What have we done with our inheritance?

A man had two sons.

This is the how the Lord begins one of the greatest parables of the New Testament: that of the prodigal (lost) and dutiful son. But, just before telling this to His audience, the Pharisees, the last verses of chapter 14  warn us of something I have always considered the worst thing that could be said of any Christian—that we start out well with God and end up being quite useless. With regards to what it means to be a disciple, Jesus says, salt is a useful thing. Yet, if the salt itself loses it’s taste, it’s not good enough for either the soil or the manure heap.

The Lord doesn’t usually precede a parable with a parable, but in the case of the prodigal, He precedes it with two: one for men and one for women, illustrating to both in ways they would understand in their time and culture, the extent to which the Father in Heaven is willing to go to find a lost soul.

He directs the parable of the lost sheep (Luke 15:4-7) to the men, to those Pharisees who didn’t like the idea of Jesus eating and drinking with sinners, calling upon the Scriptures they knew from Ezekiel and Isaiah which proclaimed that God would go after His sheep even when the leaders had failed. Here, Jesus summarizes His whole ministry. The Pharisees may not rejoice in one repentant sinner, but all of Heaven does, for when he is found Jesus takes him upon His shoulders and brings friends and neighbors together to rejoice. The repentant one is better than the 99 who say they are virtuous and have no need of forgiveness.

Now for the lost drachma and the women. (vs.8-10) In those days the crown of a woman was her dowry, her ‘bride price’ to her husband from which she found all her worth. The drachmas were often placed in a crown upon her head, so that when she lost one, she lost all of her joy, hence why she would light the lamp, sweep out the house and thoroughly search until she found it. She too would hold a festival of thanks calling together her friends and neighbors. The Lord let the women too know in language they understood, the immeasurable worth of one repentant sinner to God.

Finally, the parable of the prodigal and the man with the two sons. There are only two types of children in the Scriptures: those like King David who accept God’s visitation upon them and ask for God’s mercy and those who, like Pharaoh, rejected the plea of Moses on behalf of God.

The younger son, who represents the lay people of the church today, demands his share of the estate and so the father divides the property. To the older son he leaves the house and the farm; he was supposed to be the dependable one. To the younger one he gives the jewels and the money and sends him out into the world. It was a test for him, a test to see how he would look after money and the economy, for the Lord tells us if we cannot be trusted handling ‘little things’, earthly riches, then how will you be trusted with heavenly riches?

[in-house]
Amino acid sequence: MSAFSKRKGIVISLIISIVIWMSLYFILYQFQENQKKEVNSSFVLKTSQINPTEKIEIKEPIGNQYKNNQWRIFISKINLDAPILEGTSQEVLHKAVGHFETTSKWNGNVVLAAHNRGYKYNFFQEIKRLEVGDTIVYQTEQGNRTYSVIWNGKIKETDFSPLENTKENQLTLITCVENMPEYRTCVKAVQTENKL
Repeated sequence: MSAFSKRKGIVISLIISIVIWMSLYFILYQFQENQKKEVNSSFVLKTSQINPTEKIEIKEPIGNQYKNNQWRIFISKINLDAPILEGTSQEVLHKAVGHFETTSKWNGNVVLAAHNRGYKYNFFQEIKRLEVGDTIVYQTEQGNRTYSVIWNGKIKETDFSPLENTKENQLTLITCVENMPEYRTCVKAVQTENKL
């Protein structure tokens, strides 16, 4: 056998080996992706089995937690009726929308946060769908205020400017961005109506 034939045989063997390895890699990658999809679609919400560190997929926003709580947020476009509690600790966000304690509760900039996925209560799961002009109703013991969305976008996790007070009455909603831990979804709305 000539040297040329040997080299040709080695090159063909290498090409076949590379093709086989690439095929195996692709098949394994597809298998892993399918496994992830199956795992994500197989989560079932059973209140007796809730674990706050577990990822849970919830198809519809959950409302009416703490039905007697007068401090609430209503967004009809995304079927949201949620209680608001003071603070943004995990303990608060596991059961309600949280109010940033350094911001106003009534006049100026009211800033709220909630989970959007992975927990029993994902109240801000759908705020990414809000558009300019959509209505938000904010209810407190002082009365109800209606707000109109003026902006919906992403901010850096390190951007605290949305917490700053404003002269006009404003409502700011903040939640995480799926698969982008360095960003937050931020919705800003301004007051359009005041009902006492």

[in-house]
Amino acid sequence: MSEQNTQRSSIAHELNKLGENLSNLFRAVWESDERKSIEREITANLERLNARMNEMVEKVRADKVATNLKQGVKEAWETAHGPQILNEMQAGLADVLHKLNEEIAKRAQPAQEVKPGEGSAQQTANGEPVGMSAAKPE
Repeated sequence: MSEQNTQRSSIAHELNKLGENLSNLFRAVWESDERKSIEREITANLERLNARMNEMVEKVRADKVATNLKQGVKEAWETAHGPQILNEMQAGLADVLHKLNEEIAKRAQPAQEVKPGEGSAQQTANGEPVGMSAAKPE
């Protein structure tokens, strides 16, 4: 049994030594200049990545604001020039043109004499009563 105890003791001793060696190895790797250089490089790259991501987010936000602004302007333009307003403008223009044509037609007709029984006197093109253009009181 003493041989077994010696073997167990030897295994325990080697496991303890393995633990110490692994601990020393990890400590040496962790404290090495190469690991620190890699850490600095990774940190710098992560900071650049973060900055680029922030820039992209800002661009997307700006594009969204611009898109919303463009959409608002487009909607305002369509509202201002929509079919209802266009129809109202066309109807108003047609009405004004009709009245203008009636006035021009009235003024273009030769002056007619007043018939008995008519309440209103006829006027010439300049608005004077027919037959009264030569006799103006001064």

Sadly, he fails completely. In essence the salt had lost it’s taste. To the tax collectors and the sinners Jesus says you destroyed the wealth you have been given, thrown the inheritance back in His face, lived in the world any way you liked and destroyed the kingdom of God in the process as well.

The older son– is like the scribes and Pharisees– and speaks today to the priests, the religious and all their ranks. It was to these He left the house and vineyard, because they were supposed to be the dependable ones. God gave them everything. He too failed completely.

The lay people are to take our inheritance (finances and family) and consecrate the world, the religious are to take care of the kingdom of God.

None of us has any right to any of it but,

when the kindness and love of God our savior for mankind was revealed, it was not because He was concerned with any righteous actions we might have done ourselves; it was for no reason except His own compassion that He saved us {…}

Titus 3:4-5

We have been given a great inheritance, been tested and tried. None of us should or could be anything of what we are except by the compassion and mercy of God. Some of us are young and some of us are old..old enough to know what a great responsibility we have been given, old enough not to throw it back in God’s face, old enough to know better, old enough that we should be an example to all of repentance and God’s forgiveness; not still wandering in the world and by our witness living in famine looking for work among the pigs.

As the synod approaches, I think of this: one day all of us will have to answer this question according to our given vocation.

A man had two sons.

What have we done with our inheritance?


  • meditation adapted from a Bible lesson on the Gospel of Luke, by Frances Hogan

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